LncRNAs are a new class of non-coding RNA molecules that regulate cancer cell growth, progression, and survival [27]. Hence, they are potential biomarkers that can predict cancer risk and survival outcomes. In this study, we systematically analyzed the prognostic prediction accuracy of autophagy-related lncRNAs in BCLA using bioinformatics and statistical tools.

We first identified 7 autophagy-related lncRNAs that significantly correlated with OS based on the univariate Cox regression analysis of the expression of autophagy-related lncRNAs in the BCLA patient samples from the TCGA database. Furthermore, 5 autophagy-related lncRNAs, Z83843.1, LINC02178, FAM13A−AS1, USP30−AS1 and AC108449.2 were selected to construct a prognostic signature based on their performance in the multivariate Cox regression analysis. The risk score of each BCLA patient was calculated according to the expression of the five autophagy-related lncRNAs in the prognostic signature and patients were classified into high- and low- risk groups based on the median risk score. BCLA patients with high-risk scores showed shorter survival times compared to those with low-risk scores. Principal components analysis (PCA) based on the confirmed five autophagy-related lncRNAs showed two significantly different distribution patterns between high-risk and low-risk groups. ROC curve analysis validated the prognostic accuracy of the autophagy-related lncRNA prognostic signature in the BLCA patients. The risk score based on the autophagy-related lncRNA prognostic signature was an independent prognostic factor based on multivariate Cox regression analysis. Stratified correlation analysis showed that the autophagy-related lncRNA prognostic signature accurately predicted survival outcomes for the high- and low-risk BCLA patients.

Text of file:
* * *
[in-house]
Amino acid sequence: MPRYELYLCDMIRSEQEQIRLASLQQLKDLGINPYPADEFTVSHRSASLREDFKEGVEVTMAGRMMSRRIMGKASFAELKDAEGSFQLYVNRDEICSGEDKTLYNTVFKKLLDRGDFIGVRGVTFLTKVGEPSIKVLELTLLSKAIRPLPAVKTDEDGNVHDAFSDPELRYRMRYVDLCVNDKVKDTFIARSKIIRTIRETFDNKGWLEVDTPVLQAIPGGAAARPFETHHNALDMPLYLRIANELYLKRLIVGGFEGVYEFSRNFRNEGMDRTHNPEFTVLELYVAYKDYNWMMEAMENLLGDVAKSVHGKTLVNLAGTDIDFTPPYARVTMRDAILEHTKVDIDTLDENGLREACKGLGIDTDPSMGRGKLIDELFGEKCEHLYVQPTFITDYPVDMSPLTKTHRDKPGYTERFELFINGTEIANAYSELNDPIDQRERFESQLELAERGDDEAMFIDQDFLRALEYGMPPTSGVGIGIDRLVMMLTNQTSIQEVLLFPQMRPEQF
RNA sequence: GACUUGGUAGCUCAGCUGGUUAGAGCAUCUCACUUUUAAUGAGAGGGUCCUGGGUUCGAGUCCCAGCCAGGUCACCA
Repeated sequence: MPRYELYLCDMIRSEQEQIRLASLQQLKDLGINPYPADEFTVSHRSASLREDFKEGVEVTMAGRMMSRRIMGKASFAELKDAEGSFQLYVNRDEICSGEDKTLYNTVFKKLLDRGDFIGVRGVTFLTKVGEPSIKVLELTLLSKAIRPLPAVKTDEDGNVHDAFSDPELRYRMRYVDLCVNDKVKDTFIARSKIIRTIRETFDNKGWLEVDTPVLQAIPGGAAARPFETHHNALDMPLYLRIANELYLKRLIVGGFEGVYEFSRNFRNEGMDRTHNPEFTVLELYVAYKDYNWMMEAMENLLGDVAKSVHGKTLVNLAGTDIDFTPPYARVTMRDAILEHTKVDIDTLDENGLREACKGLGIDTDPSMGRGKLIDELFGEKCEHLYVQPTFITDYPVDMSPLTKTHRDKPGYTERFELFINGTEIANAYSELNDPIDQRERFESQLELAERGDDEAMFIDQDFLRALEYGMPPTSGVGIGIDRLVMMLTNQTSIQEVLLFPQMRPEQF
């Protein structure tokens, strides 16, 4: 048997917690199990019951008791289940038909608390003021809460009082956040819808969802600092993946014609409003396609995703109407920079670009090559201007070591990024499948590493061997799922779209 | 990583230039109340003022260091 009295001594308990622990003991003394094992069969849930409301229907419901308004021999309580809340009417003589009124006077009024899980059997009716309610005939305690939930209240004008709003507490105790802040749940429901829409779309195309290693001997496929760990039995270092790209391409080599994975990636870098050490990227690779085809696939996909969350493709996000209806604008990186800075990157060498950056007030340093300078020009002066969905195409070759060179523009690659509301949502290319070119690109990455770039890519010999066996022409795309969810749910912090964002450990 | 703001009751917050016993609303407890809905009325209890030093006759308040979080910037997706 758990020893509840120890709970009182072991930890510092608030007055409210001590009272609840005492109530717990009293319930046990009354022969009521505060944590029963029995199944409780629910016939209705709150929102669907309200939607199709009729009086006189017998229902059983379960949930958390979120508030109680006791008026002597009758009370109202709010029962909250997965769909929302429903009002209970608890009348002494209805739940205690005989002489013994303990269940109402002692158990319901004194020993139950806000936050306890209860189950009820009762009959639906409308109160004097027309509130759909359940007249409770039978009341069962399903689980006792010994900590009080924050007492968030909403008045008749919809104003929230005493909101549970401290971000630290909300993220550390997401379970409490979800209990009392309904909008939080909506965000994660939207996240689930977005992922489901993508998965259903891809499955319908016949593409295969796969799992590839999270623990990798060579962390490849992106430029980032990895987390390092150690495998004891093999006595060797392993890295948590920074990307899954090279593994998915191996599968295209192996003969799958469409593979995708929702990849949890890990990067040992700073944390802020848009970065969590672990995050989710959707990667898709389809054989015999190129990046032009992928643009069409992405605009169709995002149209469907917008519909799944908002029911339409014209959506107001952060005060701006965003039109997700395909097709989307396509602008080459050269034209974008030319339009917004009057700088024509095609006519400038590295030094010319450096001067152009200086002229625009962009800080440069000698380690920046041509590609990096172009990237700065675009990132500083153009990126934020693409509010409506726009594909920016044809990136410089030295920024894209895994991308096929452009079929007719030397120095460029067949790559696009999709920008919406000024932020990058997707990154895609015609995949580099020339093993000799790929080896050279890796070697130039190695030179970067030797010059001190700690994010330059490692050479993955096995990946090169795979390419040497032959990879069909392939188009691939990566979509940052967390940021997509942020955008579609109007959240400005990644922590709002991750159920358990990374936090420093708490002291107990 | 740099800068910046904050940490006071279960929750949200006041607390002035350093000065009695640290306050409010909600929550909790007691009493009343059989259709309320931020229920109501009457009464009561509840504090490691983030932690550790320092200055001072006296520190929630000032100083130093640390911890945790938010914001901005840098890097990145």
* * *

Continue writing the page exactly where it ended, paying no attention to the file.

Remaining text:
The autophagy-related lncRNA prognostic signature performed more reliably than the other traditional clinical indicators in prognostic prediction. A nomogram is an effective and reliable clinical tool to predict survival of cancer patients [28]. Therefore, we developed a robust nomogram consisting of several clinical variables (age, gender, grade, AJCC stage, T stage and N stage) and the risk scores based on the autophagy-related lncRNA prognostic signature to improve prognostic prediction of BCLA patients. Older patients (age ≥ 60 years) and those with higher tumor grades and advanced stages are usually associated with worse cancer prognosis, which is consistent with our results. Moreover, calibration plots demonstrated that the actual and predicted 1-, 3-, and 5-year survival rates based on the nomogram were similar. Overall, the autophagy-related lncRNA prognostic signature accurately predicts survival outcomes of BLCA patients in our study and shows great potential for clinical applications, including individualized prognosis and therapy.